Since this is the cyberspace age Washington will have the ability to call off a strike against Iran’s nuclear targets almost at the last minute. It’s a real possibility due to the high stakes and it’s happened before. In 1998, the Clinton White House turned back a multi-nation aircraft and TLAM strike on Iraq military targets with barely 45 minutes to spare. (By the way, this lily-livered move so vexed Saudi Arabia that they subsequently limited use of their airfields.)
As soon as weapons are released Washington will want immediate bomb damage assessment and high-altitude reconnaissance aircraft like the U-2 and Global Hawk will help along with space assets. Finally, don’t forget combat search and rescue. No U.S. Air Force general will sign off on this mission without a rescue plan in case an aircraft goes down. Combat search and rescue in Iran will be very dangerous, and will require all the specific skills the Air Force rescue experts train for routinely.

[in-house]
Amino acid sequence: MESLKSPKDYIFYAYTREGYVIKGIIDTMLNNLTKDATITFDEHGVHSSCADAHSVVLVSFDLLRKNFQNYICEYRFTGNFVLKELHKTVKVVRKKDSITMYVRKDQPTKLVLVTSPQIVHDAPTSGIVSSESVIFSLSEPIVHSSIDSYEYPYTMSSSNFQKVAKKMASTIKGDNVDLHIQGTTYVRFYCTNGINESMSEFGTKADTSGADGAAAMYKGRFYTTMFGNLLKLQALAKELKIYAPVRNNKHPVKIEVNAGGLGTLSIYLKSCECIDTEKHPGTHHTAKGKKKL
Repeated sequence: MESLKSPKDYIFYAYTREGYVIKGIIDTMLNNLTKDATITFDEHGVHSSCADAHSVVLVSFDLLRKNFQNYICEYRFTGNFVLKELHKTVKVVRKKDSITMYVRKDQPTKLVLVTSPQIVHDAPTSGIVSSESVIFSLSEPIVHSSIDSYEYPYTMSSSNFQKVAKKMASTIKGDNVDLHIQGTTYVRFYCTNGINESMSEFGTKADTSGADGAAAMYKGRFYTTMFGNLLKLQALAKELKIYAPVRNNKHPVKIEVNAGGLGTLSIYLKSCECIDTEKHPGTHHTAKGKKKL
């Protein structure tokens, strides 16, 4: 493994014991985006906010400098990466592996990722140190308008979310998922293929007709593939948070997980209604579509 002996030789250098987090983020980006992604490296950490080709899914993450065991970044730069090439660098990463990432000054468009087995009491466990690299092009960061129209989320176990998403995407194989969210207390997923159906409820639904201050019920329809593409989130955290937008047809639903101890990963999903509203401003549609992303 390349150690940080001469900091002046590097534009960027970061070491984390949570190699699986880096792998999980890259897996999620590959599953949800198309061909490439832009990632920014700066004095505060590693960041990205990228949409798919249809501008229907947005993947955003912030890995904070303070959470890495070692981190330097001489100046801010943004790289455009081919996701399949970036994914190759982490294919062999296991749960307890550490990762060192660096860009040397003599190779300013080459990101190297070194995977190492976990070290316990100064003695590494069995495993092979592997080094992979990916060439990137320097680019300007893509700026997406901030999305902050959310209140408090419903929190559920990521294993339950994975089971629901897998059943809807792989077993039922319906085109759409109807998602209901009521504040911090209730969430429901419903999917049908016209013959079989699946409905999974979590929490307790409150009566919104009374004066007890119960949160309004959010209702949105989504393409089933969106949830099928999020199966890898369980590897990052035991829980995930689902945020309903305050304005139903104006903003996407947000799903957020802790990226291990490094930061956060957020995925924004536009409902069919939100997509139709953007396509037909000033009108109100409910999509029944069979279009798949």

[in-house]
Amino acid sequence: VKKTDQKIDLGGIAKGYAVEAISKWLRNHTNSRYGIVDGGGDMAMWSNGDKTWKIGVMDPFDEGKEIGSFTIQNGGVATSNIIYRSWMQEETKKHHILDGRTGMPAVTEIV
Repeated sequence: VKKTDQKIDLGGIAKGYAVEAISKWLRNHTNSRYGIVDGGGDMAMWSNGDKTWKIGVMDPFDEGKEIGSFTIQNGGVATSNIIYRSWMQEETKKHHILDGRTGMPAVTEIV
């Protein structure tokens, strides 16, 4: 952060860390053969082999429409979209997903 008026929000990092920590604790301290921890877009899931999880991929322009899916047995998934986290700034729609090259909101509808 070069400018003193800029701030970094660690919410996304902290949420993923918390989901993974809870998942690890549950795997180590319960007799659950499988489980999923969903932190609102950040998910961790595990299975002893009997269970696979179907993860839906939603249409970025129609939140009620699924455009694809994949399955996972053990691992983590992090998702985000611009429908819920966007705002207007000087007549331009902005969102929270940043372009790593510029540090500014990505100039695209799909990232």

After the first night’s strikes against selected facilities, the planners will face a tough task: deciding whether any of the target aimpoints need to be hit again. All sorts of things go awry in combat and it’s possible some weapon won’t fuse or something else will happen. 100% success is unlikely but the key will be damage assessment against main parts of the facility.
Then comes the reckoning. What would the White House and the international community hope to achieve with the strike? What’s the next policy move? The world will be waiting to hear.
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